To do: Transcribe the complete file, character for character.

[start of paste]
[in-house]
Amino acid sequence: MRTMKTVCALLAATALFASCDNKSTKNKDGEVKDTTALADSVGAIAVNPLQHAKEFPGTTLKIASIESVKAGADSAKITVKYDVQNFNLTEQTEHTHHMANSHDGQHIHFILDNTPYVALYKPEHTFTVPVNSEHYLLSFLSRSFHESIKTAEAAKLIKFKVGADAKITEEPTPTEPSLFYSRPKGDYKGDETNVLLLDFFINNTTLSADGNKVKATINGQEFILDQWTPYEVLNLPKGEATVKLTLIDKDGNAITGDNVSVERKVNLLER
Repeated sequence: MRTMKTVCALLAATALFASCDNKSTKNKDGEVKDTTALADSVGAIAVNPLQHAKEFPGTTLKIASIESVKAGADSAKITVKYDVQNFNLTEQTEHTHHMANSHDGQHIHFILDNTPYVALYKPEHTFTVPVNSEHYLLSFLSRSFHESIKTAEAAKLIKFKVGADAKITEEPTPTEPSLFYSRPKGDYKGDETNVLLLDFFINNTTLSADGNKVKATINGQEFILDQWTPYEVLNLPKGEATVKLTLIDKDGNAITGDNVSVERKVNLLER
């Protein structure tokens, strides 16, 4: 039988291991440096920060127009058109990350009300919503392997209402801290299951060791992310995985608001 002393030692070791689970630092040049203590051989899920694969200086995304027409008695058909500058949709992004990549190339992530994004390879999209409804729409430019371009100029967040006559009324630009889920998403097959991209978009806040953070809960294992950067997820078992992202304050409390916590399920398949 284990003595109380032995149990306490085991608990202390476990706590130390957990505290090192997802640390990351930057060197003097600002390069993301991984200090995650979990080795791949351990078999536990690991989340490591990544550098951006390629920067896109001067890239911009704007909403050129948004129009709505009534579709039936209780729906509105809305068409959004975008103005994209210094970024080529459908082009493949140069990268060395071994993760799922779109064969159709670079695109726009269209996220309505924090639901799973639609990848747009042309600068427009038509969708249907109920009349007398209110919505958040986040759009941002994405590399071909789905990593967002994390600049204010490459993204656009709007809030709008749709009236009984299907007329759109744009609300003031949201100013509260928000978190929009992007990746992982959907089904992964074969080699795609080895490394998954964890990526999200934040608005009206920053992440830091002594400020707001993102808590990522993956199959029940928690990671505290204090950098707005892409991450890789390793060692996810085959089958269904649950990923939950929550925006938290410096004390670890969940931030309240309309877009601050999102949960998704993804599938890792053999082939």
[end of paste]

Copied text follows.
[in-house]
Amino acid sequence: MRTMKTVCALLAATALFASCDNKSTKNKDGEVKDTTALADSVGAIAVNPLQHAKEFPGTTLKIASIESVKAGADSAKITVKYDVQNFNLTEQTEHTHHMANSHDGQHIHFILDNTPYVALYKPEHTFTVPVNSEHYLLSFLSRSFHESIKTAEAAKLIKFKVGADAKITEEPTPTEPSLFYSRPKGDYKGDETNVLLLDFFINNTTLSADGNKVKATINGQEFILDQWTPYEVLNLPKGEATVKLTLIDKDGNAITGDNVSVERKVNLLER
Repeated sequence: MRTMKTVCALLAATALFASCDNKSTKNKDGEVKDTTALADSVGAIAVNPLQHAKEFPGTTLKIASIESVKAGADSAKITVKYDVQNFNLTEQTEHTHHMANSHDGQHIHFILDNTPYVALYKPEHTFTVPVNSEHYLLSFLSRSFHESIKTAEAAKLIKFKVGADAKITEEPTPTEPSLFYSRPKGDYKGDETNVLLLDFFINNTTLSADGNKVKATINGQEFILDQWTPYEVLNLPKGEATVKLTLIDKDGNAITGDNVSVERKVNLLER
């Protein structure tokens, strides 16, 4: 039988291991440096920060127009058109990350009300919503392997209402801290299951060791992310995985608001 002393030692070791689970630092040049203590051989899920694969200086995304027409008695058909500058949709992004990549190339992530994004390879999209409804729409430019371009100029967040006559009324630009889920998403097959991209978009806040953070809960294992950067997820078992992202304050409390916590399920398949 284990003595109380032995149990306490085991608990202390476990706590130390957990505290090192997802640390990351930057060197003097600002390069993301991984200090995650979990080795791949351990078999536990690991989340490591990544550098951006390629920067896109001067890239911009704007909403050129948004129009709505009534579709039936209780729906509105809305068409959004975008103005994209210094970024080529459908082009493949140069990268060395071994993760799922779109064969159709670079695109726009269209996220309505924090639901799973639609990848747009042309600068427009038509969708249907109920009349007398209110919505958040986040759009941002994405590399071909789905990593967002994390600049204010490459993204656009709007809030709008749709009236009984299907007329759109744009609300003031949201100013509260928000978190929009992007990746992982959907089904992964074969080699795609080895490394998954964890990526999200934040608005009206920053992440830091002594400020707001993102808590990522993956199959029940928690990671505290204090950098707005892409991450890789390793060692996810085959089958269904649950990923939950929550925006938290410096004390670890969940931030309240309309877009601050999102949960998704993804599938890792053999082939």